Which is the best Lifetime ISA?

Providers have been slow to bring out Lifetime ISAs so there’s still not a vast choice. At the time of writing, the best rate on a Cash LISA is 4.40% from Moneybox (this includes an introductory bonus of 0.75% for the first 12 months). But the draw of the LISA isn’t the interest rate anyway, it’s the 25% government bonus and you’ll get this whether you open a cash or an investment version.

Your choice will also depend on the purpose of your LISA – if you’re using it to save for a house deposit, when are you likely to need the cash? If it’s in less than three years, cash is probably a better option. If you’re using the retirement element and you’ve got years ahead of you, choose a Stocks & Shares LISA. Look for platforms with a good fund range if you want to do it yourself, or if you want a ready-made one, robo-adviser Nutmeg offers a fully managed LISA or a cheaper fixed allocation one that requires less management, and there’s even an ethical option. Check out our article Compare the best and cheapest Lifetime ISA.

Which is the best Junior ISA?

For a Junior Cash ISA, the best rate at the time of writing was from Coventry Building Society with a 4.95% interest rate. A Cash ISA can be a good, low-risk way to earn a set amount of interest every year. 

However, given that you’ll have as much as an 18-year time horizon on a Junior ISA, it probably makes more sense to invest to give the money a chance to work harder, if you’re willing to take a bit of risk.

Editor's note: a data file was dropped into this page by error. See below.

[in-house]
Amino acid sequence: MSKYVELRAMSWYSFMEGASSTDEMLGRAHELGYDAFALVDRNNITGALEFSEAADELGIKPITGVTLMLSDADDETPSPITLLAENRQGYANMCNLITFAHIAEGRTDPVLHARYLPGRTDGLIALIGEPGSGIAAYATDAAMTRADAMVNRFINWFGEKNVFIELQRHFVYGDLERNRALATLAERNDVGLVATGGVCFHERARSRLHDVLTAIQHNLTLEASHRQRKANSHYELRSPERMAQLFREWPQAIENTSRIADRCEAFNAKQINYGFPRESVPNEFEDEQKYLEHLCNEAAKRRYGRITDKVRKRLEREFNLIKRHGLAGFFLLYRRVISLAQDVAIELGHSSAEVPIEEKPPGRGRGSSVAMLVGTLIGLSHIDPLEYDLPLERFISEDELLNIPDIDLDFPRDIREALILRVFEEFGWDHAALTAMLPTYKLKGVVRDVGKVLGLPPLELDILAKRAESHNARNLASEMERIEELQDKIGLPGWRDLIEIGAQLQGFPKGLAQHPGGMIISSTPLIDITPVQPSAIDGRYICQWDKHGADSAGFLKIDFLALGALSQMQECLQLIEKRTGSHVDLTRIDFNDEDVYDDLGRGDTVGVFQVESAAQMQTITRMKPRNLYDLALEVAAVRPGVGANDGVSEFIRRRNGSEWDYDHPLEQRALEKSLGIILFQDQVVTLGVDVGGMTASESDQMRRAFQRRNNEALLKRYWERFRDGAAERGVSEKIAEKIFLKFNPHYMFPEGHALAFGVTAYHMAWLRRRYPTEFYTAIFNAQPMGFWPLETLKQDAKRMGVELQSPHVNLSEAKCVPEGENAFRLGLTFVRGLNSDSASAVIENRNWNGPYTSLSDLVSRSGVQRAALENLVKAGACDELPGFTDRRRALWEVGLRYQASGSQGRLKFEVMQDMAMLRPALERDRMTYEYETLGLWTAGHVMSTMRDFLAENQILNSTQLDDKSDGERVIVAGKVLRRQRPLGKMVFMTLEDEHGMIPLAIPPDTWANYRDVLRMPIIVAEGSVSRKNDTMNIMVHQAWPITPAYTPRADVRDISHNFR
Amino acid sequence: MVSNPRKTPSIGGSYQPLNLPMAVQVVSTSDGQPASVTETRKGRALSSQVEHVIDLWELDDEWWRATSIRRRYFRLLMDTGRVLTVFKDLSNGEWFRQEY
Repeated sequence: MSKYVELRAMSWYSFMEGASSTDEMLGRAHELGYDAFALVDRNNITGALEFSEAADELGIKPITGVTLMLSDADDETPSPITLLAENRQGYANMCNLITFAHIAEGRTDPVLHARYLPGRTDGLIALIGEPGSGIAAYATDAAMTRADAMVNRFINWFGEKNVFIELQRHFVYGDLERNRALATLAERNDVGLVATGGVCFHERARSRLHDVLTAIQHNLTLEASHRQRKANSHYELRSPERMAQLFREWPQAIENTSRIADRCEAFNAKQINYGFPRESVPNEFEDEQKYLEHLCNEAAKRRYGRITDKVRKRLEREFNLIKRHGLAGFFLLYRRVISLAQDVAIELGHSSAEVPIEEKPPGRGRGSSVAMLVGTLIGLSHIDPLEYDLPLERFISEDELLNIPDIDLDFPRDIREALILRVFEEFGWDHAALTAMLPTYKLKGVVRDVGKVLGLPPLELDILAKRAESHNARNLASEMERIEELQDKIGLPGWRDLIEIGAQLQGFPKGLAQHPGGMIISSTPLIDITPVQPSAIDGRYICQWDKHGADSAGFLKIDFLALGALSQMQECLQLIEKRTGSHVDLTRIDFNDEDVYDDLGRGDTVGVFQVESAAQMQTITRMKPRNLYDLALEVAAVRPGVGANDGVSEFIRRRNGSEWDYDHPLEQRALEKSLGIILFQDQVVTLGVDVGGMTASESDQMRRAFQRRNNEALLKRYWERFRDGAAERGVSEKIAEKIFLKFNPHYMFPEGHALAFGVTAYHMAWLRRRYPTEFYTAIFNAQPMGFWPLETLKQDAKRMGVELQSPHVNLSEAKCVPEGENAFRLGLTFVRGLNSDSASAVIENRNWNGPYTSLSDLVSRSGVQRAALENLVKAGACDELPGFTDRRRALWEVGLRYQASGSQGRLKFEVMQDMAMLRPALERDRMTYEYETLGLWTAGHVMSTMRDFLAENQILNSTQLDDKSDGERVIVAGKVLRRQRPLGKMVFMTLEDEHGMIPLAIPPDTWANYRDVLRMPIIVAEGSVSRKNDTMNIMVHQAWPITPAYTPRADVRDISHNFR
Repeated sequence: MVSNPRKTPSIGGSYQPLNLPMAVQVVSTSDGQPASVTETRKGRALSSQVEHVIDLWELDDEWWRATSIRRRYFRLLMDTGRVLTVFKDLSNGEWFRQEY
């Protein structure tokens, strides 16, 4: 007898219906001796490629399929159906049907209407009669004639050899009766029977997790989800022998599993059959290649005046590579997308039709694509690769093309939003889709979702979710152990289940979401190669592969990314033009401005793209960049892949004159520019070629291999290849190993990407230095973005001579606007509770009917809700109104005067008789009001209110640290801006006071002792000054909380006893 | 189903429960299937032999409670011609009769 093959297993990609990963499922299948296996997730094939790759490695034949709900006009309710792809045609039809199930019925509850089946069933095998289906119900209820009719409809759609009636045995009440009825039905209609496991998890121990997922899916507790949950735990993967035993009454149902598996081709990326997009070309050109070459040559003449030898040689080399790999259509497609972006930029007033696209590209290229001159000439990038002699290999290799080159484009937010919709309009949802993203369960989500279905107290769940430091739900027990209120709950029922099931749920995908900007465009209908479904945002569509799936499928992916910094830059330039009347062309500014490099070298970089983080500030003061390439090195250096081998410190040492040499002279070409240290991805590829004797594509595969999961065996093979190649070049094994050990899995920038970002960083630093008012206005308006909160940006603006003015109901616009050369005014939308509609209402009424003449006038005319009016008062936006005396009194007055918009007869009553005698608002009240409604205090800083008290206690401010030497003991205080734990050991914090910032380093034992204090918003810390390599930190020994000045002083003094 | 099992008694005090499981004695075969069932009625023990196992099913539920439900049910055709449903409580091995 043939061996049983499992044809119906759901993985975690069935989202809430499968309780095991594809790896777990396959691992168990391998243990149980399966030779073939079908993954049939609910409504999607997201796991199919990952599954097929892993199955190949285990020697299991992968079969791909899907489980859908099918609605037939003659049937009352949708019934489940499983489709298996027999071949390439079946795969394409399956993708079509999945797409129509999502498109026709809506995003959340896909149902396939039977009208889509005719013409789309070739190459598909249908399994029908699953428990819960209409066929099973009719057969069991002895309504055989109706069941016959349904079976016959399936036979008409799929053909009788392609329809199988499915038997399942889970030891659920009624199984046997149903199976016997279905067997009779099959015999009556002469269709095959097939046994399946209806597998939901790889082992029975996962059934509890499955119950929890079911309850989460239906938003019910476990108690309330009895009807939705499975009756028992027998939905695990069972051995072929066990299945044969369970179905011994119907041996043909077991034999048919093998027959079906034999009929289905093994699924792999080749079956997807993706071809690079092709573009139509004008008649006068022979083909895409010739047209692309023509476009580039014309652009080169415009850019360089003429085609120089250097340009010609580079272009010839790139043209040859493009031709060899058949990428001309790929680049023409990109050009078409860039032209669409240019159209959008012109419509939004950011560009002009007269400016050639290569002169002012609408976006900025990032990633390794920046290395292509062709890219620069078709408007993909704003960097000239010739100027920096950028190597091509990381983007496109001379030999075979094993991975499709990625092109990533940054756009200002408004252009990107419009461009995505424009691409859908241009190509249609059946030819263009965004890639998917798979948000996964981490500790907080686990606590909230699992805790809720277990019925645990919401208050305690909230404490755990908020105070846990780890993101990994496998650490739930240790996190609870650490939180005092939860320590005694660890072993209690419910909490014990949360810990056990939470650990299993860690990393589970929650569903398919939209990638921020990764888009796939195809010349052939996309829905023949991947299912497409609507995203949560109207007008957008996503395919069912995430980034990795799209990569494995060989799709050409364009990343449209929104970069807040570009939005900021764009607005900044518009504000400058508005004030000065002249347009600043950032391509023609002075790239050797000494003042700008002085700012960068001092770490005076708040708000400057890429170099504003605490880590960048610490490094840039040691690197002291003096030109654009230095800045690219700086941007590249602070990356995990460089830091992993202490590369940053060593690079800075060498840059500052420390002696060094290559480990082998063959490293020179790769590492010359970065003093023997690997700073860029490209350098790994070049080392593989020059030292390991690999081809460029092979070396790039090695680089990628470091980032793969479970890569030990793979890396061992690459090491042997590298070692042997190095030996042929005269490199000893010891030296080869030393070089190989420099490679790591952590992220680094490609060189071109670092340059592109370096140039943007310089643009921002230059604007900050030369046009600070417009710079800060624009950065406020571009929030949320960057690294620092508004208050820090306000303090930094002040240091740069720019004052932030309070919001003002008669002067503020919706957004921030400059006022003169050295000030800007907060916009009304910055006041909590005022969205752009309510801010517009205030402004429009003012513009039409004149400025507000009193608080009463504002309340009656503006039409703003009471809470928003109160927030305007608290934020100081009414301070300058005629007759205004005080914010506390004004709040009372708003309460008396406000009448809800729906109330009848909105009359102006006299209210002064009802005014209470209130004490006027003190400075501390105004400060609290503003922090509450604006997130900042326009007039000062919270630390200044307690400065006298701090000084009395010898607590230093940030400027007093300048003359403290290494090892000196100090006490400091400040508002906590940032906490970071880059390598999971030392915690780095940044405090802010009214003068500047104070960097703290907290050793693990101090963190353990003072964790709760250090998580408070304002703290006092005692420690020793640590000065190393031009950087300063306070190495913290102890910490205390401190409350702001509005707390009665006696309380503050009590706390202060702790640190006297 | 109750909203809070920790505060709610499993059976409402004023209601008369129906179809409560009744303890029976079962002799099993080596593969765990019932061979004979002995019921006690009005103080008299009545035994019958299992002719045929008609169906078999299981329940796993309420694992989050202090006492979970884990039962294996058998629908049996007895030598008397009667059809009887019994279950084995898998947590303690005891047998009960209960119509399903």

With a Stocks & Shares Junior ISA, your choice will depend on what investments you want to hold in it, if you plan to chop and change investments or whether you’ll just 'set and forget' a simple portfolio. Make sure fees are competitive as these will eat away at your returns over time. Read our comparison of the best Junior ISAs (including Junior cash ISAs and Junior Stocks and Share ISAs).


If a link has an * beside it this means that it is an affiliated link. If you go via the link, Money to the Masses may receive a small fee which helps keep Money to the Masses free to use. The following link can be used if you do not wish to help Money to the Masses or take advantage of any exclusive offers - Hargreaves Lansdown, Interactive Investor, AJ Bell, Moneyfarm.